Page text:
So if you are interested in buying books for re-sale, what do you look for? Condition is always important. So many people unnecessarily write their name on the title page, this alone will devalue a book. As with anything, a clean, un-creased copy is always better than a defaced copy, and for hardbacks, that usually means ex-public library copies. Hardbacks should always have their paper dust-jacket intact. When buying books, even if you don’t object to these defects, bear in mind the description and price should reflect them, the resale value certainly will.
Try to concentrate on hardback publisher’s editions, especially first editions. Avoid where possible, book-club editions, although these still have a value. On the Internet, these are also sold indiscriminately along with the earlier originals, similarly priced. Be careful about ‘signed’ copies. There are a lot of faked signatures out there.
What about Subject? Books have been written about every subject under the sun, and you don’t have to own many books to realise you are beginning sub-consciously to specialize. Even when buying for re-sale, it is good to specialize. I mostly buy books I would be happy to own myself, in other words, the books I have for sale are often similar in subject to ones I have collected already. If you are interested in, for example, gardening, you will probably do well in specialize in books on gardening, at least to start. Some books are expensive for a reason, quality books on art come to mind. The printing techniques for reproducing paintings well are expensive, so a ‘bargain’ book here has probably cut corners on production. Fashion plays a part, too. Take books on decorating. An attractive, well-illustrated ‘how-to’ style book on 1970’s decorating will not sell today, except perhaps as historical interest? Put it in the loft, it might be sought after one day. However, books are bulky, and you quickly realize there are limits as to how many books you can look after, keep in mind an unheated garage or shed is no ideal way to storing books, for sale, or otherwise. The other point here is size. By all means sell large books, but get familiar with postage rates or you will not make a profit, only the carrier will.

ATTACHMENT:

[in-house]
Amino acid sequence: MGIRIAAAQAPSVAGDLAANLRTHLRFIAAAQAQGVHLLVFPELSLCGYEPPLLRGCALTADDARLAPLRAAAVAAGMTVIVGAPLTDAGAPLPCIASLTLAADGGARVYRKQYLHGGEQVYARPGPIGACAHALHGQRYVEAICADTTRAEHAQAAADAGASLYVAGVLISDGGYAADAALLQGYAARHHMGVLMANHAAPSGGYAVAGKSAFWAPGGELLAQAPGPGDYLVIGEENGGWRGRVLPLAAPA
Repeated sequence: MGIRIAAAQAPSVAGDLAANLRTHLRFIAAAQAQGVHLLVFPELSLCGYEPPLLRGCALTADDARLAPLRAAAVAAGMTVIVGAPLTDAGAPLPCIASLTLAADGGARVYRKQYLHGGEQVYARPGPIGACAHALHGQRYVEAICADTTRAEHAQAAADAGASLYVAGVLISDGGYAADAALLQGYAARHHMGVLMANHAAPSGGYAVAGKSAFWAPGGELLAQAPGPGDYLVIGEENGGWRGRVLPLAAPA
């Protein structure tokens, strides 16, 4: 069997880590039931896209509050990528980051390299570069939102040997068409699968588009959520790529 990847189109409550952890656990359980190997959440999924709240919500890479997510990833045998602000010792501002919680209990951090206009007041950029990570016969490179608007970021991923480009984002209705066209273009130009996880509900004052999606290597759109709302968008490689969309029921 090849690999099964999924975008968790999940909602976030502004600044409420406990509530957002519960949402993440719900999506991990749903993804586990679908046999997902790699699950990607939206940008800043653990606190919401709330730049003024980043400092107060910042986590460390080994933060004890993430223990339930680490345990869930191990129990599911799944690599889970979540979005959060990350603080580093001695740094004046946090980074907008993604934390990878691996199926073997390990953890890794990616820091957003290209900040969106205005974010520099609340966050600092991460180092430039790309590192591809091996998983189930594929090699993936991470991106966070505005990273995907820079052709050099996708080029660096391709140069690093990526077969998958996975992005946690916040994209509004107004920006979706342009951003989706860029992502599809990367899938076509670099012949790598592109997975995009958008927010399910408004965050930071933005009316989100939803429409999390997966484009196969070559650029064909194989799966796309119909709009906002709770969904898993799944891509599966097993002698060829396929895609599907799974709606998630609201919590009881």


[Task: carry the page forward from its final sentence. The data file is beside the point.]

For me, there is no better shop than a large, second-hand bookshop, preferably heated (not all of them are) and even better, with a comfortable seating area, good coffee, and perhaps internet access. So why do I not open such a shop? Possibly I will in the future, but currently, like most people, I have too many financial commitments to see it through the inevitable lean early times. Realistically, even though I believe people will always collect books, people are not buying as many books as they did. Electronic storage is ideal for much of the reference material previously published in book form, but predictions of the demise of the book, like the premature reports of Mark Twain’s death, were greatly exaggerated!
NB: “There is no better shop than a large, second-hand bookshop, .. heated., and even better, with a comfortable seating area, good coffee, and.. internet access”. If visiting the Bristol area, try visiting www.bookbarninternational.co.uk